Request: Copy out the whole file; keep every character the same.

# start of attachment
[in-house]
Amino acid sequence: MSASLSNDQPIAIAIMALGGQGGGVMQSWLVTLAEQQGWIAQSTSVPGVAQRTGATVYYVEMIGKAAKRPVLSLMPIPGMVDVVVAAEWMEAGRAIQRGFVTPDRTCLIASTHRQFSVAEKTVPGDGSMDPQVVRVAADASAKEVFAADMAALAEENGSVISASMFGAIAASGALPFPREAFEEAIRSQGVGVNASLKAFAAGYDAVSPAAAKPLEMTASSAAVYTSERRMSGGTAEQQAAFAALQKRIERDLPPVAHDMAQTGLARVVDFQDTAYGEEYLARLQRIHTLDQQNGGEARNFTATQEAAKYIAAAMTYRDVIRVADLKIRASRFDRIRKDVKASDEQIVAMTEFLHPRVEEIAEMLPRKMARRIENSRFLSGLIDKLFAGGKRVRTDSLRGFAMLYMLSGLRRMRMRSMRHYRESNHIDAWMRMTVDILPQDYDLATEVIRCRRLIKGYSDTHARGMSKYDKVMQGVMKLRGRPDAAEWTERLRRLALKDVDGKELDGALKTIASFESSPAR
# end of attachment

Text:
[in-house]
Amino acid sequence: MSASLSNDQPIAIAIMALGGQGGGVMQSWLVTLAEQQGWIAQSTSVPGVAQRTGATVYYVEMIGKAAKRPVLSLMPIPGMVDVVVAAEWMEAGRAIQRGFVTPDRTCLIASTHRQFSVAEKTVPGDGSMDPQVVRVAADASAKEVFAADMAALAEENGSVISASMFGAIAASGALPFPREAFEEAIRSQGVGVNASLKAFAAGYDAVSPAAAKPLEMTASSAAVYTSERRMSGGTAEQQAAFAALQKRIERDLPPVAHDMAQTGLARVVDFQDTAYGEEYLARLQRIHTLDQQNGGEARNFTATQEAAKYIAAAMTYRDVIRVADLKIRASRFDRIRKDVKASDEQIVAMTEFLHPRVEEIAEMLPRKMARRIENSRFLSGLIDKLFAGGKRVRTDSLRGFAMLYMLSGLRRMRMRSMRHYRESNHIDAWMRMTVDILPQDYDLATEVIRCRRLIKGYSDTHARGMSKYDKVMQGVMKLRGRPDAAEWTERLRRLALKDVDGKELDGALKTIASFESSPAR